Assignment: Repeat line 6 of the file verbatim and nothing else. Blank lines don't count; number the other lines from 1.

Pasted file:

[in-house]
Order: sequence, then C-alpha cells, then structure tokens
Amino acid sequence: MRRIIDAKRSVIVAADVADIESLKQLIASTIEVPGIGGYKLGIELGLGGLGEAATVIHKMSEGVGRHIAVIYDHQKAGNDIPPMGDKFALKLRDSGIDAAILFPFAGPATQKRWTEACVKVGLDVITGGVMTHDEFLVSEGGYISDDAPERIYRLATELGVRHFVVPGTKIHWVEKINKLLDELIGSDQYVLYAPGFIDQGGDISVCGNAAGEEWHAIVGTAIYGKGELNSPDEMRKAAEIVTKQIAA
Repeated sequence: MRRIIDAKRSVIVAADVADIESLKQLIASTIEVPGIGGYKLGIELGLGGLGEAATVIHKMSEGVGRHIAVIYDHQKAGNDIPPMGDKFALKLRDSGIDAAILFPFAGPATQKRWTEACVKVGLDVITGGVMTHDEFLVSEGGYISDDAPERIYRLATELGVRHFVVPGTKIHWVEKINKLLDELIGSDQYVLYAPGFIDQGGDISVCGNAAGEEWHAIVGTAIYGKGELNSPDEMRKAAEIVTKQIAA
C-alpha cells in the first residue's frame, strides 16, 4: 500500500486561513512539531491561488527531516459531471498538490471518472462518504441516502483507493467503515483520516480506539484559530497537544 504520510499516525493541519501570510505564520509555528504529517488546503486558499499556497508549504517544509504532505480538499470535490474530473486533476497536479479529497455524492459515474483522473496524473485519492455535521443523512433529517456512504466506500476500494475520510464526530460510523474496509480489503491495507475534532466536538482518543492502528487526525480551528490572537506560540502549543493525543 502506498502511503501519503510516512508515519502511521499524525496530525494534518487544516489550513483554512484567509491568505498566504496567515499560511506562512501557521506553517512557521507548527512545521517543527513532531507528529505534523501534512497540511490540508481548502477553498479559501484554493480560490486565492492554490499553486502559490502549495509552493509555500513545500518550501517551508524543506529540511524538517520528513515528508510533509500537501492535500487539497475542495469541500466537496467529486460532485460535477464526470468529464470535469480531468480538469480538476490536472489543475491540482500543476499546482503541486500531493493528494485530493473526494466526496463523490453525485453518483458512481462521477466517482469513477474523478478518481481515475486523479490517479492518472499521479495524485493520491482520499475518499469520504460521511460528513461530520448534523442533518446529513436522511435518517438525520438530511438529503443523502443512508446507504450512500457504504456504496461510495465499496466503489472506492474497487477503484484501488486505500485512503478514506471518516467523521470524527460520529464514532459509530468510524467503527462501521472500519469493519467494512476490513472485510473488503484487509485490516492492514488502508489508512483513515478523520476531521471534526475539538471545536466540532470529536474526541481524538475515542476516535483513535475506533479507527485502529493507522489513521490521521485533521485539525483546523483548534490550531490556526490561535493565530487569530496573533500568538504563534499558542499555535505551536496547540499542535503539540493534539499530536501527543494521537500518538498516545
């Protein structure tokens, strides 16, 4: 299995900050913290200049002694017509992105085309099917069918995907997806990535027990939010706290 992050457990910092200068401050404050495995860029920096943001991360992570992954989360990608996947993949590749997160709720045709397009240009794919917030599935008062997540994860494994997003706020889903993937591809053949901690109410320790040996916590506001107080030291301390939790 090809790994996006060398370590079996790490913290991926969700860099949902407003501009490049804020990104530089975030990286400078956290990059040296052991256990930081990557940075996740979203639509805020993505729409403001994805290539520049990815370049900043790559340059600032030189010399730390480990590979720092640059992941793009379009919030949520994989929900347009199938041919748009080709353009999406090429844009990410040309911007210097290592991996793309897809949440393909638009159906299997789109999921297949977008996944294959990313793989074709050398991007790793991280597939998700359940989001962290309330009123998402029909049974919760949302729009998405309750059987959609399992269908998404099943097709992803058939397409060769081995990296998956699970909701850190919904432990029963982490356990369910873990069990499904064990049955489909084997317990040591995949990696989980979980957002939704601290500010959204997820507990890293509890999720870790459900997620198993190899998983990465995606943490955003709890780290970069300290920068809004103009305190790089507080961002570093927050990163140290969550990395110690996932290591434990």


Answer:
């Protein structure tokens, strides 16, 4: 299995900050913290200049002694017509992105085309099917069918995907997806990535027990939010706290 992050457990910092200068401050404050495995860029920096943001991360992570992954989360990608996947993949590749997160709720045709397009240009794919917030599935008062997540994860494994997003706020889903993937591809053949901690109410320790040996916590506001107080030291301390939790 090809790994996006060398370590079996790490913290991926969700860099949902407003501009490049804020990104530089975030990286400078956290990059040296052991256990930081990557940075996740979203639509805020993505729409403001994805290539520049990815370049900043790559340059600032030189010399730390480990590979720092640059992941793009379009919030949520994989929900347009199938041919748009080709353009999406090429844009990410040309911007210097290592991996793309897809949440393909638009159906299997789109999921297949977008996944294959990313793989074709050398991007790793991280597939998700359940989001962290309330009123998402029909049974919760949302729009998405309750059987959609399992269908998404099943097709992803058939397409060769081995990296998956699970909701850190919904432990029963982490356990369910873990069990499904064990049955489909084997317990040591995949990696989980979980957002939704601290500010959204997820507990890293509890999720870790459900997620198993190899998983990465995606943490955003709890780290970069300290920068809004103009305190790089507080961002570093927050990163140290969550990395110690996932290591434990």